November 19, 2017

New models: partnerships and innovation

By Mary Faraone

We recently held a celebration of staff at the Institute who have been with us for 20 and 30 years. As part of the ceremony the staff provided a short bio which included their personal achievements and what they were most proud of at the Institute. I was impressed yet again by the dedication and commitment staff have to the mission of TAFE and our role in the community to support social inclusion and social cohesion. It was a positive and reaffirming celebration of our role as a public provider. However the event made me think about whether the community and our stakeholders see TAFE in the same way. Certainly there is considerable support for and acknowledgement of TAFE as the public provider in Victoria thanks to the Andrews’ government. However the lack of a clear policy at the national level in relation to technical, vocational and tertiary education leaves us at TAFE in the familiar position whereby the perception of TAFE is as a provider of technical and trade qualifications only, in particular apprenticeships. I acknowledge that apprenticeships are an important barometer of the health of the economy and that TAFE is the dominant provider of trade training in Australia, however it is not synonymous with TAFE and there is a great deal more breadth and depth of program delivery at TAFEs around the country.

What we see around the country are sophisticated technical, vocational and tertiary providers that offer a suite of programs, skill sets and qualifications to a broad range of learners, in a variety of delivery models. In addition TAFEs are undertaking genuine applied research in collaboration with industry and collaborating with industry in a range of projects and workplace skill development. The fact is the tertiary sector now and in the future is not the tertiary sector I first joined in 1990. We work in interesting and changing times and the changes we have seen in the vocational sector and the proposed changes to the higher education sector are significant reforms which have and will change the tertiary landscape of the future. The challenge for us all, especially in public education, is how to maintain the integrity of our services for our students, the community and industry in an increasingly competitive environment.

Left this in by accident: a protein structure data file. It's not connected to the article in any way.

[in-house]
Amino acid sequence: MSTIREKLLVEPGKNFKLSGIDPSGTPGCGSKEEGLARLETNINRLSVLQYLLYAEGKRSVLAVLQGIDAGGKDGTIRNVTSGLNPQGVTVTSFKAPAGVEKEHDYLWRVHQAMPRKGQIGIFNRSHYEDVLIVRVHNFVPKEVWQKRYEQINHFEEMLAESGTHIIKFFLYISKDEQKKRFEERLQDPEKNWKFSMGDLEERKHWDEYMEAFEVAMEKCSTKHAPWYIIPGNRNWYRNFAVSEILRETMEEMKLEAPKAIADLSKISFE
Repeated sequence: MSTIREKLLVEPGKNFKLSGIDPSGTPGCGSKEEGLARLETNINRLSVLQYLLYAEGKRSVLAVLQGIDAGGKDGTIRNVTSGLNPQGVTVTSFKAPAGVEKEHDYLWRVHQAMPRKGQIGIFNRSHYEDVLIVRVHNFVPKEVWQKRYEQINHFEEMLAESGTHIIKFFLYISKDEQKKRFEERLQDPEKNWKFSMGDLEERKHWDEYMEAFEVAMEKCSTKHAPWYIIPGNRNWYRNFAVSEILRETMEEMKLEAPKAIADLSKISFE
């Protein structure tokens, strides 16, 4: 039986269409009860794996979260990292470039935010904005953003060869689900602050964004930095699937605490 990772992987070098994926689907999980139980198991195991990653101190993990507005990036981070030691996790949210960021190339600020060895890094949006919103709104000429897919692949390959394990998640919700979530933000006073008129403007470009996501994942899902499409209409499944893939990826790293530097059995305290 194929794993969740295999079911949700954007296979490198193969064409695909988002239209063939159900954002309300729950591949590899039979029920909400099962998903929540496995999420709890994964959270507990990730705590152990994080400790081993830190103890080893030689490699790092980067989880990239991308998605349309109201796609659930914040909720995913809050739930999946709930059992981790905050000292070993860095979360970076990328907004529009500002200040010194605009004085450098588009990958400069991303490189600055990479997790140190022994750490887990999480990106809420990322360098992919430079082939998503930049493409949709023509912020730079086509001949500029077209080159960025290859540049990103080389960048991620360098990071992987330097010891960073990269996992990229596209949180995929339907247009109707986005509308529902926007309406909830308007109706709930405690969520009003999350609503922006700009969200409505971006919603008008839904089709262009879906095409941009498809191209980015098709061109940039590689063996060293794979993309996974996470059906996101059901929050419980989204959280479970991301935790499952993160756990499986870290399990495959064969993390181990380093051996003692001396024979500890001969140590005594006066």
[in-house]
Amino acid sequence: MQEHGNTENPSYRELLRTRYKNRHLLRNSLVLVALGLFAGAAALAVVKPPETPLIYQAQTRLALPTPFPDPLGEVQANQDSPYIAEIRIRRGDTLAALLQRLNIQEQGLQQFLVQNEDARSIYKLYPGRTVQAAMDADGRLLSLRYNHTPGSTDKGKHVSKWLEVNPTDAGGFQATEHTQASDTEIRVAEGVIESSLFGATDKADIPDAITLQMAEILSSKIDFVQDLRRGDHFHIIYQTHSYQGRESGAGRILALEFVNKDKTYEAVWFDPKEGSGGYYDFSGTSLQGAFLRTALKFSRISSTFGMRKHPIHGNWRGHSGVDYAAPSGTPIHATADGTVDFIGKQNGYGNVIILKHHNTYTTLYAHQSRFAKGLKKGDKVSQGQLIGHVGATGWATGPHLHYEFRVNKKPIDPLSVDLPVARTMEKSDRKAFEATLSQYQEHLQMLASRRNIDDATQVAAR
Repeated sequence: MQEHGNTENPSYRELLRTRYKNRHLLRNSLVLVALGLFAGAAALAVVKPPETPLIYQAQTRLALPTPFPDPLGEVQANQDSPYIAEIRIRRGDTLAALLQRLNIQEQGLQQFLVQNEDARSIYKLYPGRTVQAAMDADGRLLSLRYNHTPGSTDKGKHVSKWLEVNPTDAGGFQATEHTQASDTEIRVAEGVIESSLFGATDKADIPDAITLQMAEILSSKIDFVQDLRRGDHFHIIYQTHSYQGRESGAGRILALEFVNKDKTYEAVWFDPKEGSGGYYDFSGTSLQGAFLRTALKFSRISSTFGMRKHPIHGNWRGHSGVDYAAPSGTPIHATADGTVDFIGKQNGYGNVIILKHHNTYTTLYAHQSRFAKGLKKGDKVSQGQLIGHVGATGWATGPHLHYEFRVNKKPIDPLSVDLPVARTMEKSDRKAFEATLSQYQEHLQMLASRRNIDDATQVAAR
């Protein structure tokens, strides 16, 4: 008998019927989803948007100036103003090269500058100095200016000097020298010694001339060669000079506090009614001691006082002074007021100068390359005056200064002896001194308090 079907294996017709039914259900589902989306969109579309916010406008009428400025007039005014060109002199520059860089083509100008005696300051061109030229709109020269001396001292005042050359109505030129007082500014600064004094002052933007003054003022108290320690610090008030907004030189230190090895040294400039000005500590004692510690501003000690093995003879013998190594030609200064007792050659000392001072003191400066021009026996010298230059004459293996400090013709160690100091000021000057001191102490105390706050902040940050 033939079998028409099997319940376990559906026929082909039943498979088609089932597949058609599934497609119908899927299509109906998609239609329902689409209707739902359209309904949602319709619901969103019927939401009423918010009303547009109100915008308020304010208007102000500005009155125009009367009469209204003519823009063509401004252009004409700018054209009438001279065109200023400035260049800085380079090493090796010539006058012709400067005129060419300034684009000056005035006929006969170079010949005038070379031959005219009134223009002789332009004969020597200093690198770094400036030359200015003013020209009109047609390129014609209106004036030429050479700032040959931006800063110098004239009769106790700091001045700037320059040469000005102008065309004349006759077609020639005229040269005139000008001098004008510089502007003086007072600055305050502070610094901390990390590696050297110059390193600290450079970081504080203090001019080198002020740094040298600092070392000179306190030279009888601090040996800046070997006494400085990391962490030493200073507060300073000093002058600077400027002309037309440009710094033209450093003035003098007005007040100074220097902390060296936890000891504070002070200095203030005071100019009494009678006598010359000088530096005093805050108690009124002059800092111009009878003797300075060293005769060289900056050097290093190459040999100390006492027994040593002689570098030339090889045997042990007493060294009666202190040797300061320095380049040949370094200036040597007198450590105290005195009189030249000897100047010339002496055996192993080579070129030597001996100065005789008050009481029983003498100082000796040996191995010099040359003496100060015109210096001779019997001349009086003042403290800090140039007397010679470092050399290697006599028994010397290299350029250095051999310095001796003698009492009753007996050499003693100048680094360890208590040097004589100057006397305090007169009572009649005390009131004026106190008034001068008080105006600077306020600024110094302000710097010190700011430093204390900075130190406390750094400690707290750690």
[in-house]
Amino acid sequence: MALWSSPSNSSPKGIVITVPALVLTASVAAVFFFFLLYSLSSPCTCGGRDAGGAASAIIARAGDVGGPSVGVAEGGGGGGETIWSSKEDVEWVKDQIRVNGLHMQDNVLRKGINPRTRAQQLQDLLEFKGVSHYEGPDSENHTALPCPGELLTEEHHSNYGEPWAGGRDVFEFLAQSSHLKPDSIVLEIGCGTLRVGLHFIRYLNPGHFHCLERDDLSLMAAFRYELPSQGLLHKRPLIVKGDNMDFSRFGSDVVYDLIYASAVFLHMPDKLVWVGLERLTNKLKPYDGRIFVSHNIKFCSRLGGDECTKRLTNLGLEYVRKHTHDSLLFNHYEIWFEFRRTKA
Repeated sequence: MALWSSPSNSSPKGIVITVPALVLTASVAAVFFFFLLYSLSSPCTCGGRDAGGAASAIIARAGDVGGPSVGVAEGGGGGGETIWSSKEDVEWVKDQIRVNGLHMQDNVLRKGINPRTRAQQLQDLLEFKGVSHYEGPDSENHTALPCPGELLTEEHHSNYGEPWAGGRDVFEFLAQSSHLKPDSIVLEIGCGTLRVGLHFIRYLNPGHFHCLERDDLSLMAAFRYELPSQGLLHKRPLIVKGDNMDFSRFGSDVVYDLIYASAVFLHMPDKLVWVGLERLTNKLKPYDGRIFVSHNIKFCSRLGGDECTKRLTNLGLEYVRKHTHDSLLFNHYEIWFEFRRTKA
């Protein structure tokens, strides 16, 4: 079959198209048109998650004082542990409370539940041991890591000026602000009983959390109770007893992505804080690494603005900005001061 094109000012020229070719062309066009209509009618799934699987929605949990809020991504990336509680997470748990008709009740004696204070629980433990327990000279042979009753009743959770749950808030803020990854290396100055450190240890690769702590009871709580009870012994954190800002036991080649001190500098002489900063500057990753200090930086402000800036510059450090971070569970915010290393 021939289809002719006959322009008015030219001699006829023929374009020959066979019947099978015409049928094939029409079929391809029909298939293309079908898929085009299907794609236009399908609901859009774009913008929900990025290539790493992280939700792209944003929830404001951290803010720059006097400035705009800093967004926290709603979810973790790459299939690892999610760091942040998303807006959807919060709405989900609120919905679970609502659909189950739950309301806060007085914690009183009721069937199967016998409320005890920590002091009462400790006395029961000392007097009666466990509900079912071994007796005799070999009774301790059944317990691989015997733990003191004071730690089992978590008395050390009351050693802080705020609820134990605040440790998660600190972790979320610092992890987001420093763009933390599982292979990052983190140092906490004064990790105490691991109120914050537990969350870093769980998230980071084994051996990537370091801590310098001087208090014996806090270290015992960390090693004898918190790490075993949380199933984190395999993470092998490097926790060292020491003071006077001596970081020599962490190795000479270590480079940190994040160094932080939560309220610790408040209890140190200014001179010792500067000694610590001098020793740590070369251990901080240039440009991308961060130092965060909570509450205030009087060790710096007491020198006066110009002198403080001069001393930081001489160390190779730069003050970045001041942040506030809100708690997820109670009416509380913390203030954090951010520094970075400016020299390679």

At a function a retiring university Vice Chancellor spoke about the drivers affecting the education sector, in particular technological disruption and the decreasing level of government funding to support education and training, which not only affects Australia but many countries in the world. No surprises here, however it is how we as providers respond that is important. One suggestion was that providers should play to their strengths and specialisations. I have thought about this and wonder whether TAFEs have played to their strengths and specialisations to date and whether they can continue to do so in the future.